Kermit Builds a Home: Crafting the First and Last House We’ll Ever Own

By John Shore

My wife Cat and I had five requirements for the first (and last: we ain’t young) house we’d ever own, let alone build. The house needed to be:

  1. Within walking distance of downtown. Because old, not dead.
    2. As green as possible. Because earth.
    3. As inexpensive as possible. Because money.
    4. Face south. Because of one day installing photovoltaic panels we couldn’t afford going in. Also because of garden sunny enough to grow our own food—particularly tomatoes, the first bushel of which, given the price of tomatoes at the grocery store, should save us approximately enough money to be able to afford PV’s not just for our house, but for every house in Asheville. And Greensboro. And Charlotte.
    5. Have a big porch. Because sitting in rocking chairs and waving at neighbors

In short, we wanted a house that expressed our inner selves, which is essentially Kermit holding a fistful of coupons: green, cheap, friendly, artsy, and basically from the early ‘70s.

Achieving our dream home meant we’d need three people: an architect to catch our vision, a builder to realize that vision, and an educator to teach us everything we could learn about the science of green building before we fell to the floor clutching our heads and screaming, because if Albert Einstein himself had decided to master that particular field of disciplines, he would have surely ended up living in a hole in the ground dementedly worrying a chunk of foam insulation and muttering to himself about how he should have stuck to something simple, like theoretical physics.

We found our educator first, being Green Built Alliance member Amy Musser, a Jedi Master of sustainable building whose blog is a boundless gift to anyone seeking wisdom in the ways of airtight building envelopes, whole-house ventilation, and hot water recirculation loops.

Next to join Team Kermit was Ashevillian architect and Green Built Alliance board member Steve Farrell. Steve’s initial response to our telling him how much money we had to spend on our house made me think he must have misheard the number.

“That’s for the whole house,” I repeated.
“Gotcha,” said Steve. “And I’m on board like an octopus wearin’ deck shoes. A small, affordable green home? You two are singin’ my song, right there. Let’s do this!”

Last but hardly least, fate brought our way Asheville’s Doug Keefer of SAGE Builders, also a member of the Green Built Alliance. “I love working with Doug,” said Steve. “He’s quieter than snow fallin’ on a cotton bale, but his word is solid gold.” “Doug is one of my favorite builders,” said Amy.

“Please build our home,” we said to Doug. Fixing us with his Jack of the Wood stare, Doug nodded once, and we had ourselves a builder.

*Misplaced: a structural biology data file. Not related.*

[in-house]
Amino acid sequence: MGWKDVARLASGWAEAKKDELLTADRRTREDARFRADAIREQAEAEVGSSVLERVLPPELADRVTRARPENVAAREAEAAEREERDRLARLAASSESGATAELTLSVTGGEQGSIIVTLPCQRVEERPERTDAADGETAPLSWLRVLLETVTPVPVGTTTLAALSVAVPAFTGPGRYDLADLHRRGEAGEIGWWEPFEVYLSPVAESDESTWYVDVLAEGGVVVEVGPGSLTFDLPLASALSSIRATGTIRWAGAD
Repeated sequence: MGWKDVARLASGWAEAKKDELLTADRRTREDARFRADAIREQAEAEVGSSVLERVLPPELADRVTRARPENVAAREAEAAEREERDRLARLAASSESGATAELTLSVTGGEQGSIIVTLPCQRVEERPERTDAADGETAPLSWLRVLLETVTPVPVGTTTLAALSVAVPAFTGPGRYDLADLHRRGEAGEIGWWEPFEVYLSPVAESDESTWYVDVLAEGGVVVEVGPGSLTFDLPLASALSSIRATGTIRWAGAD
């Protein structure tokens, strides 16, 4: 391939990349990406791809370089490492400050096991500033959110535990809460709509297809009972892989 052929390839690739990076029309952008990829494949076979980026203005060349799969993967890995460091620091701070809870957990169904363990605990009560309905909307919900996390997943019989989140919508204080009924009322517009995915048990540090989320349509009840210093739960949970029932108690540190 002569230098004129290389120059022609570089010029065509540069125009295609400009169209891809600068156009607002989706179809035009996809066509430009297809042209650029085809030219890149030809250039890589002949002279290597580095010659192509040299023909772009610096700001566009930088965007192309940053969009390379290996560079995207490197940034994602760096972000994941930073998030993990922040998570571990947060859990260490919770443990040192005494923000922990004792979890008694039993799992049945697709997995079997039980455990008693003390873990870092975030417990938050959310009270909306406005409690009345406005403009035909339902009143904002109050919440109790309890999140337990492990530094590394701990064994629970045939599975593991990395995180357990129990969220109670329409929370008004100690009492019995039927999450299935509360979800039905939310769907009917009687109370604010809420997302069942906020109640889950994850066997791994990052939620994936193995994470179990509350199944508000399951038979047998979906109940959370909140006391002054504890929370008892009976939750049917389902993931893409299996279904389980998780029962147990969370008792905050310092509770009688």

Kermit Builds Home Green Building
There’s no place like home! (And yes, we’ll be Ashevillianing up those outside walls.)

As I write this, we’re about one month away from moving into our brand-new two-story, one-bed, one-and-a-half bath, 1,100-square-foot, massively-porched home.

Here are a few factoids about the house into which we’re so itching to move that for about six months now we’ve basically been living on its porch, as all of our future neighbors will readily attest:

1. From ground to roof, it’s made of precast concrete. This makes the structure airtight, super-insulated, low maintenance, durable, impervious to rot, and heavier than Mount Everest. It also makes people slow their cars way down so they can stare at it.
2. The windows are Low-E 366 glass. This means they block out 95 percent of the heat that would normally come pouring in with the sun’s rays. No heat in or out? Lower heating and cooling costs. Watching these high-tech windows profoundly confuse cats? Priceless.
3. Air circulation-wise, we’ll be using three mini-splits and an ERV system. And if, as did I, you think that ERV stands for Excessive Reaction to Vampires, you are wrong. True, an excessive reaction to vampires would probably stir up the air, but it wouldn’t do the job like an Energy Recovery Ventilator. And I can only hope, deeply, that cracking up at the term “mini-splits” is not a sure indication that one is too immature to own a home.
4. Our one-gutter metal roof design makes it easy to harvest rainwater. I have been singing to myself that song about “Slide down my rain barrel” for nearly sixty years, so to say I’m stoked about owning an actual rain barrel is an understatement. I’ve also recently learned that metal roofs contain no algaecides, as typical composite shingles apparently do. I assume that’s good for algae. But is it good for the water barrel our algae will slide down into? I don’t know. But I do know that song is now ruined for me forever. Thanks, science.
5. We added fiberglass insulation to the interior walls to bring them up to a respectable R-30. Technically speaking, that is one more than R-29. Our roof comes in at R-23. But we’ll see if that number doesn’t bump up once the roof is covered by all the algae that somehow resisted sliding down my rain barrel.
6. The trees we had to cut down in order to build our house were sent to a wood mill, where they were cut and kilned into gorgeous wood. We used in our house every inch of that wood that we could afford to buy back from the mill.
7. Our heat pump water heater will keep us in hot water and dehumidify our ground floor. Since the thing will be located not fifteen feet from my office desk, I’m hoping it’ll also dehumidify me a little. I sweat a lot.
8. Our home will be Energy Star and Green Built NC certified. I’m not yet sure what I’ll be wearing to the awards ceremonies that I assume these honorifics will occasion. But something green, obviously.

 

John Shore writes an advice column, “Ask John,” for the Asheville Citizen-Times.

You can also view this article as it was originally published on page 16 of the 2017-18 edition of the directory.